But Fort Sumter was never to be involved in another battle and over the following decades it remained abandoned until the National Park Services took over its management and maintenance.

Fort Sumter Travel Information

Today, the Fort Sumter National Monument includes the restored Fort Sumter located in Charleston Harbor and two additional sites, the Fort Sumter Visitor and Education Center located at Liberty Square in the city of Charleston and Fort Moultrie located on Sullivan’s Island.

For most visitors, access to Fort Sumter is restricted to special ferries that depart from Liberty Square to Fort Sumter; the ride is approximately 30 minutes and a convenient car parking facility is located at Liberty Square.  Please be advised that there is limited parking available in downtown Charleston for over-sized vehicles, such an RV or bus.  It is recommended that visitors traveling to see Fort Sumter in larger vehicles take the ferry from Patriots Point where there is ample parking for oversized vehicles with no height restrictions.  For more information and directions to Fort Sumter, please see the NPS website at www.nps.gov/fosu  (There is additional access to Fort Sumter by private boat or other water vehicles and for more information and restrictions check out the NPS website)

Advanced ticket reservations for the ferries to Fort Sumter are highly recommended prior to the date of your visit especially during the busy summer months when tickets can sell out quickly.  For more information regarding prices, hours of operation and departure times, please check out www.FortSumterTours.com

Fort Sumter Visitor Center

The Fort Sumter Visitor Education Center located at Liberty square offers a museum featuring exhibits about the history of the Civil War and Fort Sumter for visitors to view while they are waiting for their ferry departure times.  The ferries to Fort Sumter are very comfortable and there is ample passenger seating available both inside an air conditioned cabin and outside on deck.  Be sure to take in the wonderful views of the city of Charleston during the 30-minute ferry ride from the dock at Liberty Square to Fort Sumter.  (During our trip we were able to see dolphins in the harbor!)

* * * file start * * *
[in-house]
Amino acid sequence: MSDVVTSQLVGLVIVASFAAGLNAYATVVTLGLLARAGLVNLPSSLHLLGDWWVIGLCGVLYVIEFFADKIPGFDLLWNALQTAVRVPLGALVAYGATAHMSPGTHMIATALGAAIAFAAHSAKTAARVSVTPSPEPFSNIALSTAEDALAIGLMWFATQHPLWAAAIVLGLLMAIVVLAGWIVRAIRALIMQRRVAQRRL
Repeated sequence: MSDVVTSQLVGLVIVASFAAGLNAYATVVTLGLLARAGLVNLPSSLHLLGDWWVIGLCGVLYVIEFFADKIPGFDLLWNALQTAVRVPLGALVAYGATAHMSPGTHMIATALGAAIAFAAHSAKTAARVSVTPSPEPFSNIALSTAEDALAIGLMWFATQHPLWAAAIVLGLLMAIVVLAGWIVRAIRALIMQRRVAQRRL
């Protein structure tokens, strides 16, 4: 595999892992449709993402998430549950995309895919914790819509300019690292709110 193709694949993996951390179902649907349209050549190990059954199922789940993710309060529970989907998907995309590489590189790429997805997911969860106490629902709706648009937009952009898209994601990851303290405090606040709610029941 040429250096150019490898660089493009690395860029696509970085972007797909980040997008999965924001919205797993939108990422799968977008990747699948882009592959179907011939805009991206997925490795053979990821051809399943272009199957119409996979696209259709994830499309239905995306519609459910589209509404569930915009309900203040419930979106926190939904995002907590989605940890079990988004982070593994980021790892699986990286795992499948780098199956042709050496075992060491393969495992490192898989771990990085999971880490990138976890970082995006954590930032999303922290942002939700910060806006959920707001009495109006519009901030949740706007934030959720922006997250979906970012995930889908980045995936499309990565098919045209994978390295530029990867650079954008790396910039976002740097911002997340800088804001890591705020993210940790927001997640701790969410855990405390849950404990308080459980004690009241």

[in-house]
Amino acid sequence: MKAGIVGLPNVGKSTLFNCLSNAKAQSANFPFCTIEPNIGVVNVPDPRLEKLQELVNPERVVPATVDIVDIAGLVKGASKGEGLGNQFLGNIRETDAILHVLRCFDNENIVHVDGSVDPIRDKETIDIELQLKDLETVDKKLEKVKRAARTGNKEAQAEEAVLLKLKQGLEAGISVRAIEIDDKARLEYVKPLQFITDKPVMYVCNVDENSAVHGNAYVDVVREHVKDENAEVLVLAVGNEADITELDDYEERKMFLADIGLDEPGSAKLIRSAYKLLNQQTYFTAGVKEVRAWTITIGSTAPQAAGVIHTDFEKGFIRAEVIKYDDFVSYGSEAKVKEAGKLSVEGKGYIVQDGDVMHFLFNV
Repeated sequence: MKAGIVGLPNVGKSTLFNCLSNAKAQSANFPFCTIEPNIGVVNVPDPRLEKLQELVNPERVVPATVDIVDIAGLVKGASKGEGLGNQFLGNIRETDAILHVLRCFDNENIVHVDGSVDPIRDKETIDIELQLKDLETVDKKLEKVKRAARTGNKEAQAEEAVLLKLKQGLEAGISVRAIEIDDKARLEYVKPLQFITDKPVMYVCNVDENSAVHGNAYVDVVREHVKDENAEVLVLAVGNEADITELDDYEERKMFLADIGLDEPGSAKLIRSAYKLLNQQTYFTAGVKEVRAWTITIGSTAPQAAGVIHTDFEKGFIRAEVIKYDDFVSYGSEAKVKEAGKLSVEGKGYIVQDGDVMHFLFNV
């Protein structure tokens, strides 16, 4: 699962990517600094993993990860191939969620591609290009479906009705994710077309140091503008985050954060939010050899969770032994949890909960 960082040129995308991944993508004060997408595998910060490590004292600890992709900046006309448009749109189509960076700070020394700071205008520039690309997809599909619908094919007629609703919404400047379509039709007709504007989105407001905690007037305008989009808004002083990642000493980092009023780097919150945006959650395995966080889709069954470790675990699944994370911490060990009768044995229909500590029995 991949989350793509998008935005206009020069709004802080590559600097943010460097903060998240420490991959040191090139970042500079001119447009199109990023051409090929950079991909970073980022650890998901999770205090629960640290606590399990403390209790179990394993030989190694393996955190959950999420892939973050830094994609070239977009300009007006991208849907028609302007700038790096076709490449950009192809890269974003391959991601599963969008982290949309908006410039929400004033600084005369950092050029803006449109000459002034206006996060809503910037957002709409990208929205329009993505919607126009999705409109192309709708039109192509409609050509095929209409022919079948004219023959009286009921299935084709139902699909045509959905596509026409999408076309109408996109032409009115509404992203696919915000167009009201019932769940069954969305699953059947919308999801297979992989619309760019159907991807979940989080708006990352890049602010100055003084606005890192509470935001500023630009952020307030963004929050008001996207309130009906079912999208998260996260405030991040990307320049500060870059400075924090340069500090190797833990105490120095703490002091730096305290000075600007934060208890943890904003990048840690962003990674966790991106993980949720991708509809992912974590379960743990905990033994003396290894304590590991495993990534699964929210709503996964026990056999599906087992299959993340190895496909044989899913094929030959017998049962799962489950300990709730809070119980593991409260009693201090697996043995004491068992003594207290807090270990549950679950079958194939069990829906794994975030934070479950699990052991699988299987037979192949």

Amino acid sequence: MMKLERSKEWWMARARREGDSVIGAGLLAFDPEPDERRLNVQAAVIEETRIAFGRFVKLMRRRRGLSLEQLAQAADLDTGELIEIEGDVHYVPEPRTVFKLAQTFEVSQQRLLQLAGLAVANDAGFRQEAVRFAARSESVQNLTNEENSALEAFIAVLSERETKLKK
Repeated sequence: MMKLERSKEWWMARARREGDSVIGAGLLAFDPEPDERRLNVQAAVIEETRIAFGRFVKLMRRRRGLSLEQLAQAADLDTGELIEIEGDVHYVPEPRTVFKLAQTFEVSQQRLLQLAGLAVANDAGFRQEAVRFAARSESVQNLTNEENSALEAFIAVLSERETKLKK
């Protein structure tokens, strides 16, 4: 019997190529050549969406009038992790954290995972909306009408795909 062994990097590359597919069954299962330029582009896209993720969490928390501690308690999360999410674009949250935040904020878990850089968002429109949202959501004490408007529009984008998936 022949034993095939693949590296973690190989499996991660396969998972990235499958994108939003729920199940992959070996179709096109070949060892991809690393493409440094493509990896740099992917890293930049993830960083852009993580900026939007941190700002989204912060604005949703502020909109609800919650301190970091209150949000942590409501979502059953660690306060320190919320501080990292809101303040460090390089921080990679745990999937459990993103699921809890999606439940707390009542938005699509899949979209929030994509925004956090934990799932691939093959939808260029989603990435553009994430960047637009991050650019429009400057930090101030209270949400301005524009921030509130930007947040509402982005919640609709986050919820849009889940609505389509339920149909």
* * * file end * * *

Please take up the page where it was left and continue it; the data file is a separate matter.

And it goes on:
Charleston, SC from the harbor

Once visitors arrive at Fort Sumter, there are NP rangers available which provide visitors with a brief history of the battle of Fort Sumter and there are also several interpretive exhibits located throughout the grounds.  There is also a small museum on site featuring information about Fort Sumter’s involvement in the Civil War and some interesting exhibits featuring the original flag used at Fort Sumter and other Civil War artifacts.

Fort Sumter's original US flag

Important Travel Note:  Please be advised that there are safety restrictions at Fort Sumter, such as climbing on the canons, and it is important if you are traveling with small children to watch them closely to avoid injuries.

Fort Sumter canons